The Facts about Eating Disorders in Men

Eating disorders are usually overlooked in men. Much of the media attention devoted to bulimia and anorexia nervosa tends to focus on women.

Karen Carpenter made headlines when she passed away as a result of her struggle with anorexia. Lily Allen has been vocal about her bulimia. Victoria Beckham openly admitted in her biography that she suffered from an eating disorder when she found fame in the Spice Girls.

It is no secret that women are under enormous pressure to be slim. Body weight is inextricably linked to attractiveness so women in the public eye often become obsessed with their appearance. But what about men: how likely are they to suffer from an eating disorder?

Cultural and Media Pressure to Conform

Women are more likely to suffer from an eating disorder, but many people with an eating disorder are male. Men are under increasing pressure to fit society’s norm of the ideal body. Social media websites such as Instagram and Facebook are full of men sporting six-packs, buff bodies, and zero-percent body fat. The average man sitting down at a desk all day, juggling family and work responsibilities, has no chance of achieving this. There are literally not enough hours in the day.

Most men don’t care all that much. They might not be happy with their ‘dad bod’, but a bit of teasing in the changing room after a Saturday morning soccer session is not enough to prevent them from hitting the local bar for a few beers. For a small minority however, cultural and media pressure to have the perfect body pushes them into a full-blown eating disorder.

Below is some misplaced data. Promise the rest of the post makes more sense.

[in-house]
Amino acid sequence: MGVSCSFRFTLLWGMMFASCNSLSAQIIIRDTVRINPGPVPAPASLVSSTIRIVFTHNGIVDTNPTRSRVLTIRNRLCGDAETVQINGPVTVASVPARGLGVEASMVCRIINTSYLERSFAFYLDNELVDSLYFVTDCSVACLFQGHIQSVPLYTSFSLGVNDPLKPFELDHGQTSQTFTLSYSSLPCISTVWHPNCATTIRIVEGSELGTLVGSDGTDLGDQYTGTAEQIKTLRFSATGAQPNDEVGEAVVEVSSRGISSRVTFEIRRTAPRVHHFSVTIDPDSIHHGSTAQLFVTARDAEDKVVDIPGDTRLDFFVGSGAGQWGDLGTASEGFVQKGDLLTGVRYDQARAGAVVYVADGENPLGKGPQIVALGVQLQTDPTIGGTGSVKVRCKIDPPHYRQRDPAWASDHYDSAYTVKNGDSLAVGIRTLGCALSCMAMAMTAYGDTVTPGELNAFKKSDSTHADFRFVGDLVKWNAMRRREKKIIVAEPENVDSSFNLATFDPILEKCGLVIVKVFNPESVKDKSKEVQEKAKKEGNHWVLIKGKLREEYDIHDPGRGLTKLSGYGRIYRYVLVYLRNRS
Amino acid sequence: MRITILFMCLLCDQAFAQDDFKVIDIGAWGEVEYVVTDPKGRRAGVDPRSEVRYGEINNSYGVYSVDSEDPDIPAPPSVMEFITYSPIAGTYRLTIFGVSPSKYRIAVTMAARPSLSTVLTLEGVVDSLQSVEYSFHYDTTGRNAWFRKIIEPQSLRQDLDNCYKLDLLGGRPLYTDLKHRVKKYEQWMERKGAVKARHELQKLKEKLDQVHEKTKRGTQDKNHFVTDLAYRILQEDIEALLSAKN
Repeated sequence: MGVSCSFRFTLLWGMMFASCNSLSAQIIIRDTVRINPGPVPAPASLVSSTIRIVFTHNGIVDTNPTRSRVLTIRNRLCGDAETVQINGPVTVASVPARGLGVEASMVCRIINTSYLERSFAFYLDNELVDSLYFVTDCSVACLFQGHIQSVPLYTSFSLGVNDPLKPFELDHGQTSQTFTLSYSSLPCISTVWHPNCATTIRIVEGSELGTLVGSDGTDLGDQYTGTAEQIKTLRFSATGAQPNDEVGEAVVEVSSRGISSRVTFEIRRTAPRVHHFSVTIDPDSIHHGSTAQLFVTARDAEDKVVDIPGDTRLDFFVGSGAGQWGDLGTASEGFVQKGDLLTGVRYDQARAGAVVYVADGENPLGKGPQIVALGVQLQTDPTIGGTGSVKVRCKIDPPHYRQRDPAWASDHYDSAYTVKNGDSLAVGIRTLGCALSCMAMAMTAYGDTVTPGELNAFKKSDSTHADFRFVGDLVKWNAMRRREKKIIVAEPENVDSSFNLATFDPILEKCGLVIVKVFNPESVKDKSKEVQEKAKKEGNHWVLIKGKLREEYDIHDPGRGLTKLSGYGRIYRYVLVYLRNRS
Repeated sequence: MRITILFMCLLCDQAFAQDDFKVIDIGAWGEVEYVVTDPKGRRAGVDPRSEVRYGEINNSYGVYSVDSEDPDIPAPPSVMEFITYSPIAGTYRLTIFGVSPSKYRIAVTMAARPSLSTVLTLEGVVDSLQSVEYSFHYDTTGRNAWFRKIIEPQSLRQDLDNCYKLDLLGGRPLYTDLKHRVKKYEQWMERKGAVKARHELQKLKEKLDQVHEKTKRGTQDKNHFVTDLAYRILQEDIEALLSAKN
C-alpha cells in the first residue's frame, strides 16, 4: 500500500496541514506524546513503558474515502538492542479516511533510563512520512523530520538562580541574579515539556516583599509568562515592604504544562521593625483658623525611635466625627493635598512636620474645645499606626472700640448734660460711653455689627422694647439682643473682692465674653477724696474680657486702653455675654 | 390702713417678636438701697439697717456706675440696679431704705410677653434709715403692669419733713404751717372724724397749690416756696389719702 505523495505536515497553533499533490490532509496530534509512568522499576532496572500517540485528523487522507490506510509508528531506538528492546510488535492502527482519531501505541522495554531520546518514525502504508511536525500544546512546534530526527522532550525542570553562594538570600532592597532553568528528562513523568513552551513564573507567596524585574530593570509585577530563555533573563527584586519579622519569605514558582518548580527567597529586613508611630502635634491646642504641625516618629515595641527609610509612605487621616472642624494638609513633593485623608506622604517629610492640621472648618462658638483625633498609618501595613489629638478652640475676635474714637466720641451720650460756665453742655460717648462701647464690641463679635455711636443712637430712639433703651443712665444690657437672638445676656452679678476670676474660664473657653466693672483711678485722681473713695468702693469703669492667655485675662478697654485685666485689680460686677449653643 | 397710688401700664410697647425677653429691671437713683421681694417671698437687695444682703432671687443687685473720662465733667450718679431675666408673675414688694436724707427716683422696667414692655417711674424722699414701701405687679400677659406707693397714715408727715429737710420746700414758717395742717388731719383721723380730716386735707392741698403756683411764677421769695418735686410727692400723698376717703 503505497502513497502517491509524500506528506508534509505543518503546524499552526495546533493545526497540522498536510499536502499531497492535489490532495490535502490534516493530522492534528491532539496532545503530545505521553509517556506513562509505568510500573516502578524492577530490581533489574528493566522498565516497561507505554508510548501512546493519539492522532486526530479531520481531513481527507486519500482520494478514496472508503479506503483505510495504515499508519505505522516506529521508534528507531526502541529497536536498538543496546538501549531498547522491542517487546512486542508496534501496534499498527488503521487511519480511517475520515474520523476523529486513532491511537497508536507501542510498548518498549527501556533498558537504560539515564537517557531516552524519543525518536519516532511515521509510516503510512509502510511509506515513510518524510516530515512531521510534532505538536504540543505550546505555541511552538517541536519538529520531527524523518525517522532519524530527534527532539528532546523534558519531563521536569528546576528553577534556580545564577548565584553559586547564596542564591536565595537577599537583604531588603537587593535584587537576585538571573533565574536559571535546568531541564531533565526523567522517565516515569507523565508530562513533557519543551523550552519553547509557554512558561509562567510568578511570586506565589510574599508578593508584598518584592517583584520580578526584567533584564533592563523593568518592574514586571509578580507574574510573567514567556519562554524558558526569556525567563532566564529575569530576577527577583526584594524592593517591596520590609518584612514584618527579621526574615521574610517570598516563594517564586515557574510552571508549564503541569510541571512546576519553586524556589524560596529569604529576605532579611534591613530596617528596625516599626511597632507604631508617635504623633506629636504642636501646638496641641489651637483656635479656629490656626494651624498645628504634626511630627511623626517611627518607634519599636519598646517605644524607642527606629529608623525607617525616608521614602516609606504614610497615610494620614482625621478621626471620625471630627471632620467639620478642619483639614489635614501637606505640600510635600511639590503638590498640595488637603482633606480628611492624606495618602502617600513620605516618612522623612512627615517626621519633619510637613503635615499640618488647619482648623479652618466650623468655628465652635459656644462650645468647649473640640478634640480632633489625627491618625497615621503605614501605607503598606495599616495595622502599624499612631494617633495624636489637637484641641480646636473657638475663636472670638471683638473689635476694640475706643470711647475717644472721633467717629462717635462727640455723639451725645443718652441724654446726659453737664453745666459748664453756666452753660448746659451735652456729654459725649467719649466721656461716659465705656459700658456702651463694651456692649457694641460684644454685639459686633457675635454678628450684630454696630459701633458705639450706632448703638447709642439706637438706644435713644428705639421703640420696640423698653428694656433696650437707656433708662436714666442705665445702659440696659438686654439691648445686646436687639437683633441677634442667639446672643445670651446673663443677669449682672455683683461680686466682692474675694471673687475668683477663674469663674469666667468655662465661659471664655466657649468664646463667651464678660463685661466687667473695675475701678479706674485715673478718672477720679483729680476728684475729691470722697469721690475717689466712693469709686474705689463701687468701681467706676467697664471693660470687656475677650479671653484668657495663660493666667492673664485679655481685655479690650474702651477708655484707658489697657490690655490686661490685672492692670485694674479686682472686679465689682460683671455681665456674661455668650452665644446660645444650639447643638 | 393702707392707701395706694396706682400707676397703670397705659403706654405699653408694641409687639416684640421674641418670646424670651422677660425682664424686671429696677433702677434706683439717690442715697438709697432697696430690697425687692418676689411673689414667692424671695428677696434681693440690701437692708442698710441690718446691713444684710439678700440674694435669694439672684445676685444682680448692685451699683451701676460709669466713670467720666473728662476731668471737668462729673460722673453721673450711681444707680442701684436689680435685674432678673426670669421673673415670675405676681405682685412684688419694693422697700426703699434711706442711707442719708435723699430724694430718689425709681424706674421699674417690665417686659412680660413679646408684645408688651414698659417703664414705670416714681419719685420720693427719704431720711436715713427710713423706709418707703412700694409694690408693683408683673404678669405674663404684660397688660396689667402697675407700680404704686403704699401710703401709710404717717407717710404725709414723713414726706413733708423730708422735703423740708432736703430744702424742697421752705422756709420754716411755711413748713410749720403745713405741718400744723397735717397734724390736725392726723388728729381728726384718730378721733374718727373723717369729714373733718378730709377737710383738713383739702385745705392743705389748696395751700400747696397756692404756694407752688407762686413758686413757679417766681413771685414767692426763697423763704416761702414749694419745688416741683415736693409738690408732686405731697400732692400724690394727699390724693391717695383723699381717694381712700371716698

Potential Causes of an Eating Disorder

There are many risk factors for men. Boys, who are or have been bullied at school, perhaps because they were overweight, are more likely to develop an eating order. Men who are perfectionists and who place undue importance on their physical appearance are more vulnerable to an eating disorder. Men who feel the need to be in control of their life are also at risk, usually when things go badly wrong and the only way they can deal with the stress is by controlling what they eat.

Seeking Help for an Eating Disorder

The biggest problem with eating disorders in men is that men are less likely to seek help. There is a lot of stigma attached to mental health problems, including eating disorders. Vulnerability is not a masculine trait; so many men are in denial that they have a problem.

There is help out there, but in order to access eating disorder treatment for men from a specialist center such as Prescott House, the person has to admit they have a problem. The sooner a man recognizes the signs and begins a treatment plan, the sooner he will recover. You can learn more about the types and symptoms of an eating disorder from the National Eating Disorder Association. Don’t hold off learning more today.

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